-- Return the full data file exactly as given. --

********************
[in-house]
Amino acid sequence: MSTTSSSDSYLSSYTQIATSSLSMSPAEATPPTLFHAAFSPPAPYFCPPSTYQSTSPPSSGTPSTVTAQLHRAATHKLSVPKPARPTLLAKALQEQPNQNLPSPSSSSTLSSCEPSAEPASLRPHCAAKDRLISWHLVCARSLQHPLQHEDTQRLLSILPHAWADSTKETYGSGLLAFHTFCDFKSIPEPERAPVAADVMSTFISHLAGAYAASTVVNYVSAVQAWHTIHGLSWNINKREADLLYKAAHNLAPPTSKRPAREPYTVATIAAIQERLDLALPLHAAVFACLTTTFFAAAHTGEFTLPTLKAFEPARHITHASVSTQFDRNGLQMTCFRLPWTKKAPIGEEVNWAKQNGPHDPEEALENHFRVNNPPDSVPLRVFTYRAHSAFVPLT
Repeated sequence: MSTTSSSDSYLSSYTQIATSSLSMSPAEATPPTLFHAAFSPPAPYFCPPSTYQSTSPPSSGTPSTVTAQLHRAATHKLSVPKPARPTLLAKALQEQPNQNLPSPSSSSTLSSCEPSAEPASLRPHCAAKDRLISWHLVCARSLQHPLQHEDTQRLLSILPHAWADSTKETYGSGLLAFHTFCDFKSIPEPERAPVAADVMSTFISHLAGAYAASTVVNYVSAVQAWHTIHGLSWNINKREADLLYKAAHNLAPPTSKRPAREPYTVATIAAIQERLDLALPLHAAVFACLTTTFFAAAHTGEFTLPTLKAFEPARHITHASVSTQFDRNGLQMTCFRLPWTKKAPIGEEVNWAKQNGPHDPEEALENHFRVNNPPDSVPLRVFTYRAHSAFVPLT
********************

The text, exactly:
[in-house]
Amino acid sequence: MSTTSSSDSYLSSYTQIATSSLSMSPAEATPPTLFHAAFSPPAPYFCPPSTYQSTSPPSSGTPSTVTAQLHRAATHKLSVPKPARPTLLAKALQEQPNQNLPSPSSSSTLSSCEPSAEPASLRPHCAAKDRLISWHLVCARSLQHPLQHEDTQRLLSILPHAWADSTKETYGSGLLAFHTFCDFKSIPEPERAPVAADVMSTFISHLAGAYAASTVVNYVSAVQAWHTIHGLSWNINKREADLLYKAAHNLAPPTSKRPAREPYTVATIAAIQERLDLALPLHAAVFACLTTTFFAAAHTGEFTLPTLKAFEPARHITHASVSTQFDRNGLQMTCFRLPWTKKAPIGEEVNWAKQNGPHDPEEALENHFRVNNPPDSVPLRVFTYRAHSAFVPLT
Repeated sequence: MSTTSSSDSYLSSYTQIATSSLSMSPAEATPPTLFHAAFSPPAPYFCPPSTYQSTSPPSSGTPSTVTAQLHRAATHKLSVPKPARPTLLAKALQEQPNQNLPSPSSSSTLSSCEPSAEPASLRPHCAAKDRLISWHLVCARSLQHPLQHEDTQRLLSILPHAWADSTKETYGSGLLAFHTFCDFKSIPEPERAPVAADVMSTFISHLAGAYAASTVVNYVSAVQAWHTIHGLSWNINKREADLLYKAAHNLAPPTSKRPAREPYTVATIAAIQERLDLALPLHAAVFACLTTTFFAAAHTGEFTLPTLKAFEPARHITHASVSTQFDRNGLQMTCFRLPWTKKAPIGEEVNWAKQNGPHDPEEALENHFRVNNPPDSVPLRVFTYRAHSAFVPLT